Study also suggests that taking the drugs prior to diagnosis lowers risk of distant metastasis

Long-term regular use of aspirin and non-steroidal anti-inflammatory drugs (NSAIDs) prior to being diagnosed with colorectal cancer (CRC) reduced CRC-specific mortality in men and women with CRC, although regular use following a CRC diagnosis had no impact on cancer-specific death for the majority of patients, a large, prospective cohort study has shown.

Over mean follow-up of 8.4 years, regular use of aspirin/NSAIDs prior to a CRC diagnosis was associated with a significant, 31% lower risk of CRC-specific mortality at a Hazard Ratio (HR) of 0.69 (95% CI, 0.52-0.92 P value), Peter Campbell, PhD, American Cancer Society, Atlanta, Georgia and colleagues reported in the JNCI: The Journal of the National Cancer Institute.

In contrast, regular aspirin/NSAID use following a diagnosis of CRC was not significantly associated with a lower risk of CRC-specific mortality at a HR of 0.82 (95% CI, 0.62-1.09) except among “de novo” users who began to take aspirin/NSAIDs regularly after being diagnosed with CRC.

In this subgroup of participants, the risk of CRC-specific mortality was 40% lower (HR=0.60; 95% CI, 0.36-0.98) compared to participants who did not take aspirin or NSAIDs either before their diagnosis or after, investigators added.

Analyses also showed that long-term aspirin/NSAID use prior to a CRC diagnosis lowered the risk of distant metastases by 27% at an odds ratio (OR) of 0.73 (95% CI, 0.53-0.99), they noted.

“Our finding that long-term pre-diagnosis aspirin use was associated with lower CRC-specific mortality in participants with non-distant metastatic cancer motivated us to test the hypothesis that pre-diagnosis aspirin use might inhibit the development of distant metastases that are detectable at diagnosis,” Campbell and colleagues wrote. “Our results suggest that long-term aspirin use before a diagnosis of non-metastatic colorectal cancer may be associated with lower CRC-specific mortality after diagnosis, consistent with possible inhibition of micro-metastases before diagnosis.”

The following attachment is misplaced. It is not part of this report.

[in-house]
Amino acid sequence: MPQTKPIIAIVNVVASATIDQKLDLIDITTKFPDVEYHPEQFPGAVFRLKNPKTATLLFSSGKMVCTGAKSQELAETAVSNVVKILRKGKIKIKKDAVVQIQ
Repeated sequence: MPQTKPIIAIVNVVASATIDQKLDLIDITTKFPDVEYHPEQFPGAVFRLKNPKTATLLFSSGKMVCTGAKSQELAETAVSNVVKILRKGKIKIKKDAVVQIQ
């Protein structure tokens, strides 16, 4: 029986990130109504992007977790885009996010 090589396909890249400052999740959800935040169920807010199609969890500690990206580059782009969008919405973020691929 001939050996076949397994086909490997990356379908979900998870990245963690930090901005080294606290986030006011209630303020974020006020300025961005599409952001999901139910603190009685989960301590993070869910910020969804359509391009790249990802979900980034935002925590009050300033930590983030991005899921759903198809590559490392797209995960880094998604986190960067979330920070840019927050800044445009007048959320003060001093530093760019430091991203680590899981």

CPS-II Nutrition Cohort

The initial cohort consisted of 4,701 participants enrolled in the Cancer Prevention Study (CPS)-II Nutrition Cohort who were subsequently diagnosed with either invasive colon or rectal cancer following study entry.

Mean age at the time of CRC diagnosis was 73.5 years. Some 2,686 participants were included in the pre-diagnosis analysis while 1,931 others were included in the post-diagnosis analyses. Regular use of aspirin/NSAIDs was defined as 15 or more pills per month and over 70% of regular aspirin users reporting taking one tablet per day every day of the month.

Not surprisingly, regular aspirin users were more likely to have a history of cardiovascular disease (CVD) or diabetes or both and to be taking a cholesterol-lowering medication as well (P<0.001), as researchers pointed out.

“[O]nly personal history of CVD statistically significantly modified the association between regular aspirin use and CRC-specific mortality,” Campbell and colleagues noted. Interestingly, regular post-diagnosis aspirin/NSAID use was associated with a lower risk of CRC mortality among participants with no history of CVD but not, surprisingly, among participants with a history of CVD (P=0.04). As the authors explained, the fact that aspirin/NSAID use prior to a CRC diagnosis lowered CRC mortality risk might be linked to the fact that aspirin suppresses clinically occult micrometastases around the time of diagnosis.